• how easily you can communicate with the other parent;
    • whether it has been your decision to end the relationship.

     

    A big issue for parents when separating is how to listen and respond well to your children while you are also experiencing strong emotions.

  • How will emotional readiness help?

    Putting aside your own emotions in relation to the other parent will help you to pick up on the signs that indicate what your children might be feeling, listen and respond helpfully to them.

    There are three steps to help you become emotionally ready and communicate better with your child.

     

    Step 1 – acknowledge your feelings

    Acknowledging your emotions involves two important aspects:

    • accepting your emotions
    • managing your emotions.

    During a separation it is very common to experience negative emotions that are sometimes overwhelming. Feelings don’t go away if you pretend they are not there – research has shown that sometimes ignoring your feelings can lead to them coming out in unpredictable ways.

    Accept your own emotions – you may find it helps to write them down.

    You will need to keep your feelings under control while listening to your child. Putting a label on how you feel can help you feel in control. This is the first step in the process of beginning to manage your feelings.

    ‘Managing your emotions’ means acknowledging that the feelings you have are there, but not letting them get in the way when you listen and respond to your children.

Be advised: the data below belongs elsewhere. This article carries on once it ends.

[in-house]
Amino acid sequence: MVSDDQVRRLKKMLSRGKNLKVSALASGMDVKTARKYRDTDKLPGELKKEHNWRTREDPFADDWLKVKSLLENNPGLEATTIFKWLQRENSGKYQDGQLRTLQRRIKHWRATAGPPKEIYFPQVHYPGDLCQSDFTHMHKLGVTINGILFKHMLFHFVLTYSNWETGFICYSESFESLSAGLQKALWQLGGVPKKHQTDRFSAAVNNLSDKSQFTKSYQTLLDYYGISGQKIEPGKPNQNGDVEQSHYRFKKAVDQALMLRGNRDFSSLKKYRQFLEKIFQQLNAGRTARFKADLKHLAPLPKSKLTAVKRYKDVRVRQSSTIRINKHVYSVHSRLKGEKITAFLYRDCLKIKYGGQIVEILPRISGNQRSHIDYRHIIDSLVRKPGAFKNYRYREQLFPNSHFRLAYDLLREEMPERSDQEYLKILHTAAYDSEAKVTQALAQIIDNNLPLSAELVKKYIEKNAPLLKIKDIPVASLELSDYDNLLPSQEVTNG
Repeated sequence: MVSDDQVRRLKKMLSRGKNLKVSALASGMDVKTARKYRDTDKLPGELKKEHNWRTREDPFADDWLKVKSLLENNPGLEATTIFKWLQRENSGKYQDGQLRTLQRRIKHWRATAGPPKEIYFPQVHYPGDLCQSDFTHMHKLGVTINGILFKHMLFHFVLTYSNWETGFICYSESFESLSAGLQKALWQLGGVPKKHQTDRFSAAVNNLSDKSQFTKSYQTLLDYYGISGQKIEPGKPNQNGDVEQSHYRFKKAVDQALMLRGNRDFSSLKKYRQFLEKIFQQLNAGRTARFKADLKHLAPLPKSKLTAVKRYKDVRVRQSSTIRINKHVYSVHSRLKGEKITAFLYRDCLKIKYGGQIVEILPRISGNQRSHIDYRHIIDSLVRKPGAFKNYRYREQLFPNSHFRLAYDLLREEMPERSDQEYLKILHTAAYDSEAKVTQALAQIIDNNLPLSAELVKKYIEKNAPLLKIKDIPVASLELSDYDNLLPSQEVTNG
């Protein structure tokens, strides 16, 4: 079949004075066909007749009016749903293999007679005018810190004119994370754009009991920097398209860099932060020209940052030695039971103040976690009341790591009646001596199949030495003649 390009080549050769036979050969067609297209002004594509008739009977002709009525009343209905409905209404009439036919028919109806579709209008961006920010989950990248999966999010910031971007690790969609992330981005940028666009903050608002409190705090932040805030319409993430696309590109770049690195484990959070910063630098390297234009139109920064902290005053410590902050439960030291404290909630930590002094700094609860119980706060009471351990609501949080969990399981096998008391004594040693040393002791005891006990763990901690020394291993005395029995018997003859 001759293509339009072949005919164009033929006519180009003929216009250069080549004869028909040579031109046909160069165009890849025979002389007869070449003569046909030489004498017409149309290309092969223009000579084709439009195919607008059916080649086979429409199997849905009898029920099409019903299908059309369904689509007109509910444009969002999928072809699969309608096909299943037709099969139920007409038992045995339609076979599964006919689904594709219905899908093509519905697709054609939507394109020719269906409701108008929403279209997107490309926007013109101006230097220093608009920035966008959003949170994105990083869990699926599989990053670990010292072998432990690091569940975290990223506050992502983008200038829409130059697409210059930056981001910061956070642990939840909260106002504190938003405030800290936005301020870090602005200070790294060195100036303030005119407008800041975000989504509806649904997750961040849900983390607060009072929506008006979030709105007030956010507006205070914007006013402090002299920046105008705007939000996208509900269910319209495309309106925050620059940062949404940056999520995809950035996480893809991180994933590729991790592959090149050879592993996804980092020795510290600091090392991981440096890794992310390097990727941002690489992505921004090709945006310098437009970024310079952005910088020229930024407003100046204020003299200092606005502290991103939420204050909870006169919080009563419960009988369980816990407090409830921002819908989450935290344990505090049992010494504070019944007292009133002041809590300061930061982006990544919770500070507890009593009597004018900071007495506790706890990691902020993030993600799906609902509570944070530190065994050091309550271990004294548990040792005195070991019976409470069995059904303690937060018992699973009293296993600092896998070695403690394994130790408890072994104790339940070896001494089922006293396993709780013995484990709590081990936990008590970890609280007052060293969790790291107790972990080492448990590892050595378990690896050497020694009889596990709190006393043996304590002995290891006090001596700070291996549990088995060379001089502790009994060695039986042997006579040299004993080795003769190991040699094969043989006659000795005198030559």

This will help you open up to thinking about things from your child’s point of view. Managing your emotions lets you move forward when listening to the needs, wishes, feelings and questions of your children.

    How will I know when I’m emotionally ready? You will know you are emotionally ready when you can shift your focus from your own feelings about the relationship with the other parent to the wellbeing of your children.

    This is not easy and will take both time and effort, as well as continuing to use the skills mentioned in step 2.

     

    Step 2 – communicating with your child and the skills needed

    This step is about communicating with your child and the skills you will need.

    Staying calm will help you to keep your feelings in check; sometimes it is hard to realise when you are showing signs of distress or are in a state of heightened emotions.

    There are some simple exercises that can be effective and help you to put your feelings to one side and to focus on listening to your child. You might find it helpful to repeat these several times.

    • Relax your shoulders.
    • Check that fingers and jaws are not tense or clenched. Shake out fingers if they are and relax your jaw.
    • Check your breathing: you should be taking deep breaths from your diaphragm, rather than shallow and from your chest.